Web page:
Protests At G20 Will Be A Chaotic Mess


The G20 economic conference doesn’t start until Thursday, but 35,000 protesters have already gathered in London and begun marching, according to official estimates. You’d think that an organised protest against reckless banking or feckless bailouts might make an impact. Unfortunately, the protesting community is hardly ever that focused. As the Wall Street Journal described recently, the protesters are taking the opportunity to draw attention to everything from Palestinian issues, climate change and probably every other vaguely leftist or progressive cause you can think of.

Our favourite part of the story is that banks have advised employees to dress down to avoid harrassment by protesters. So one guy interviewed on television this morning looked as if he wore all his usual clothes–crisp pink shirt, long wool coat, those Brit banker shoes Churches makes–but left off the tie. That’ll fool ’em, mate.

(We were kind of hoping for a banker counter-protest. “We’re broke, yer soaked, get used to it!”

The Wall Street Journal describe the major protest groups:


Web site is urging followers to meet in the Square Mile on April 1 and “take back what’s ours.” It continues: “Join thousands of disgruntled, angry, pissed off people on the streets of the financial district. As the bankers continue to cream off billions of pounds of our money let’s put the call out — reclaim the money, storm the banks and send them packing.”

Financial Fools

Protesters are being urged to “engage in the mass mobilization for the central demonstration in London on March 28.” According to the group’s Web site: “20 governments cannot decide on the future of the global financial system and economy.”

G-20 Meltdown

The group spells out its reasons for protesting next week in a statement on its Web site: “Their tax-dodging, bonus-guzzling, pension-pinching, unregulated free market world’s in meltdown and those fools think we’re going to bail them out. They’ve gotta be joking!” The group is planning a ‘Four Horsemen of the Apocalypse’ theme with protests at Moorgate, Liverpool Street, London Bridge and Cannon Street.

Fossil Fools

On April 1, the group will campaign against the use of fossil fuels over alternative energy sources, and has urged protesters to: “Pull a prank that packs a punch.” It also encourages protesters to “spank a bank” by shutting down cash machines with “out of order” stickers, and provides guidance on how protesters can avoid arrest.

Climate Camp

Protesting under the banner of “because nature doesn’t do bailout,” Climate Camp plan to converge on the European Climate Exchange at Bishopsgate at 12:30 GMT on April 1. The group’s Web site reads: “First the city traders speculated with our homes, jobs and money — with disastrous results. Now they are speculating with our climate and the very future of life on earth.”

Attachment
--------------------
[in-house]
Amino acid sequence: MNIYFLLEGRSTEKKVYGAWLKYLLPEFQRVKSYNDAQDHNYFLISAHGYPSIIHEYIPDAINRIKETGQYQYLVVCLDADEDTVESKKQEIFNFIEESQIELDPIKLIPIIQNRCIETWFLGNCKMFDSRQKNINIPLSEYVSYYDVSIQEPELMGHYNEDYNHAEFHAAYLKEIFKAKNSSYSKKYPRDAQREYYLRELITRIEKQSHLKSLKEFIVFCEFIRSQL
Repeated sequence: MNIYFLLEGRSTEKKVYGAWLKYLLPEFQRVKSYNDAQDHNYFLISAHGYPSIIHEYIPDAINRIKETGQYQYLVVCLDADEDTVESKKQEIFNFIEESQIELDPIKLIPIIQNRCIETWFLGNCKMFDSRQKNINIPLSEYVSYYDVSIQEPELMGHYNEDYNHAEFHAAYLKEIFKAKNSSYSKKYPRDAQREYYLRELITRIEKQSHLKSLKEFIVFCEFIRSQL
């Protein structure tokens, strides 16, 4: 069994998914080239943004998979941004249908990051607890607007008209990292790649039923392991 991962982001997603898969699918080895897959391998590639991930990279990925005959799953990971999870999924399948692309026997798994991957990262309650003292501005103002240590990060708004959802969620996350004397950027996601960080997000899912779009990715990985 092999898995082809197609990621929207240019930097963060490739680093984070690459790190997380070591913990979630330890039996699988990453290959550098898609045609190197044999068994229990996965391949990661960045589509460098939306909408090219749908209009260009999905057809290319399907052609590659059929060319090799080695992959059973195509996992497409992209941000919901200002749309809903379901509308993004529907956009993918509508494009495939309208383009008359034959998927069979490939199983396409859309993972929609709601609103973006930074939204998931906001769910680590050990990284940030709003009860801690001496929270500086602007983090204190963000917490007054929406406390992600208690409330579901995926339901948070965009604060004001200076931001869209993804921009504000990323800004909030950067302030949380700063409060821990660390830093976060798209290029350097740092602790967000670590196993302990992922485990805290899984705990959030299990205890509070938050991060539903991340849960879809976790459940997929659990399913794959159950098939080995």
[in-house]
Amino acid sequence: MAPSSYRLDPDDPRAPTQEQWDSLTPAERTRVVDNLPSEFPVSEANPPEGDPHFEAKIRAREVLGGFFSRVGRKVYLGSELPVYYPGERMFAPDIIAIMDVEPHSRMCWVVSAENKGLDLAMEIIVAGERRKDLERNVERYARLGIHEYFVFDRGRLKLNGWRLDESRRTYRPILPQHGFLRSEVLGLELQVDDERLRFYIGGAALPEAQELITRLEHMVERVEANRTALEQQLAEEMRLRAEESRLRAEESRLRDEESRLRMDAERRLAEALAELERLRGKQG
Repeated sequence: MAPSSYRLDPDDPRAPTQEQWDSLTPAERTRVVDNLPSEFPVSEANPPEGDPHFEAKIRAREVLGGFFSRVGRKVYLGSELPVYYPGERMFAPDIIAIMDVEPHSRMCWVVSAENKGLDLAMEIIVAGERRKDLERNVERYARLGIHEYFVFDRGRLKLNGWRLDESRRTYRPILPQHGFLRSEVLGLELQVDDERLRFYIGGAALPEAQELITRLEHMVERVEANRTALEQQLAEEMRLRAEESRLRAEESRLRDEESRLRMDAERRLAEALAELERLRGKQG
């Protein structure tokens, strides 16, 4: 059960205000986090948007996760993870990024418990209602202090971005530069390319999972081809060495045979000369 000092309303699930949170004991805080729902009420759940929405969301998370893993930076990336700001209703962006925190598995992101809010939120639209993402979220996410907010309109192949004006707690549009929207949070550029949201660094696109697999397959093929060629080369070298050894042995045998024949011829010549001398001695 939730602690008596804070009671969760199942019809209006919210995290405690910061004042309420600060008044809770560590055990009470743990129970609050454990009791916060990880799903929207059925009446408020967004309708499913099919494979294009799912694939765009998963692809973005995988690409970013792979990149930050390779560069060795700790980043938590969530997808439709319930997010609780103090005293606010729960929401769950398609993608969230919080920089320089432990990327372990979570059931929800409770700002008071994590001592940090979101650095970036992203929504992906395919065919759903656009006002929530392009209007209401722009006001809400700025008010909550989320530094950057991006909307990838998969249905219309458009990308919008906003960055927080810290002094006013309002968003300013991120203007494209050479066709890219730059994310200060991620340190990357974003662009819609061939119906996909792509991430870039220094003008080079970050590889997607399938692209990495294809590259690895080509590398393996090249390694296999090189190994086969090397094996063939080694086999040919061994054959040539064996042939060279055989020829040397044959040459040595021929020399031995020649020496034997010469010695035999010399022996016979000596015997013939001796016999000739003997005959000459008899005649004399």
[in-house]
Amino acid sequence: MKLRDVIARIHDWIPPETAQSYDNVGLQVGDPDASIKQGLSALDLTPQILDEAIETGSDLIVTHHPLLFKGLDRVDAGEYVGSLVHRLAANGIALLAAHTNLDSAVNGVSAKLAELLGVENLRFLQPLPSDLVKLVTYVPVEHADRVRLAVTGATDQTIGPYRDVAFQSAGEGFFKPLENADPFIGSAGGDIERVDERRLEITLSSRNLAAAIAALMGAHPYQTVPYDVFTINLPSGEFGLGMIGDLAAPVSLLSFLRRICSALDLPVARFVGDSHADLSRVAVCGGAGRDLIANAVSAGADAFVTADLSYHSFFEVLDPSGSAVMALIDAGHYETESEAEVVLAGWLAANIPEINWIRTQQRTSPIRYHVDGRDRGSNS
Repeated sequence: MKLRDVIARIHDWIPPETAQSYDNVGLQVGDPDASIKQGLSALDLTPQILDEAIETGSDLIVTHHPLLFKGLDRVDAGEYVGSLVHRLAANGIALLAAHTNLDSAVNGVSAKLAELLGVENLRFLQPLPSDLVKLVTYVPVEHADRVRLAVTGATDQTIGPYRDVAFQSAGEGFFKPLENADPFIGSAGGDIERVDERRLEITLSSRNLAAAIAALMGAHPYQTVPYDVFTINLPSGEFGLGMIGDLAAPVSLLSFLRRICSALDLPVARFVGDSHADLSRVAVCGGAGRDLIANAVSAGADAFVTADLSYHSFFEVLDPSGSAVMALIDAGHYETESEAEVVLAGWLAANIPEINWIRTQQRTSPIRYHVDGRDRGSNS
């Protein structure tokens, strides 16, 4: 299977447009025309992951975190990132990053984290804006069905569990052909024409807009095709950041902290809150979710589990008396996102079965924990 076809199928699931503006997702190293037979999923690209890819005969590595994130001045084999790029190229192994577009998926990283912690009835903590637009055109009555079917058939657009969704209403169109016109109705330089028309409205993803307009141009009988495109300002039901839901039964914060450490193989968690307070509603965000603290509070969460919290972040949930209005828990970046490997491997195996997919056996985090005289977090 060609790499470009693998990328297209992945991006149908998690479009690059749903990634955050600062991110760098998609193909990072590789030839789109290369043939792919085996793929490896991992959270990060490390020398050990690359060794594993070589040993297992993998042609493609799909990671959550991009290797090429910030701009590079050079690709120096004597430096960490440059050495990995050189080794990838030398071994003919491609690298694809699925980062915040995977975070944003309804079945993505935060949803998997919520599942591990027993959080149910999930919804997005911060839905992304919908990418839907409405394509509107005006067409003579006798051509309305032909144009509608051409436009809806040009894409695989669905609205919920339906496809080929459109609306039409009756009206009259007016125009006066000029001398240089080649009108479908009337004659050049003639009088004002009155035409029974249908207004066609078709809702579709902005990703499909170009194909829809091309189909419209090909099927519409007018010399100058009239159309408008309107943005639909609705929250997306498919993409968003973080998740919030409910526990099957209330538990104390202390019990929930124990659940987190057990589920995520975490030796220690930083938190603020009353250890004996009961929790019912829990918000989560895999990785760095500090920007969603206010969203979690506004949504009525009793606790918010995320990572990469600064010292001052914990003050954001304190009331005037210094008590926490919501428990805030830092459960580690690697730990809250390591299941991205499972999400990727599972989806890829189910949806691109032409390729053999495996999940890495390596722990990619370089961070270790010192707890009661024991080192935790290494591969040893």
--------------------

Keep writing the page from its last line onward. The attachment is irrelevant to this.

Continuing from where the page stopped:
Bristol Dissent

Regional group Bristol Dissent has asked followers to crash the stock exchange on April 2 and, in their words, “eat capitalism for breakfast” and “disrupt the traders whose financial egomania perpetuates global injustice.”

Stop the War Coalition

The coalition, formed in 2001, has teamed up the Palestine Solidarity Campaign, the British Muslim Initiative and the CND to hold a demonstration on April 1, which will assemble outside the U.S. Embassy at Grosvenor Square before moving to Trafalgar Square.

Campaign for Nuclear Disarmament

The CND will play a large part in the protest due to take place outside the American Embassy on April 1, and also supported the “Put People First — Jobs, Justice and Climate” march on the morning of Saturday, March 28.

Government of the Dead

The radical group, which believes “the only Government is a dead government,” is set to meet outside the Bank of England at midday on April 1. On its Web site, the group said it hopes to create a better world from the “train wreck bequeathed to us by the decadent, decomposing corpse of capitalism.”

Put People First

The peaceful protest, which involves the General Union, known as the GMB, and the Trades Union Congress, as well as Friends of the Earth and Oxfam, took place on March 28. The protest’s Web site said: “There can be no going back to business as usual,” and advised protesters to meet at Victoria Embankment at midday and make their way en masse to Hyde Park.

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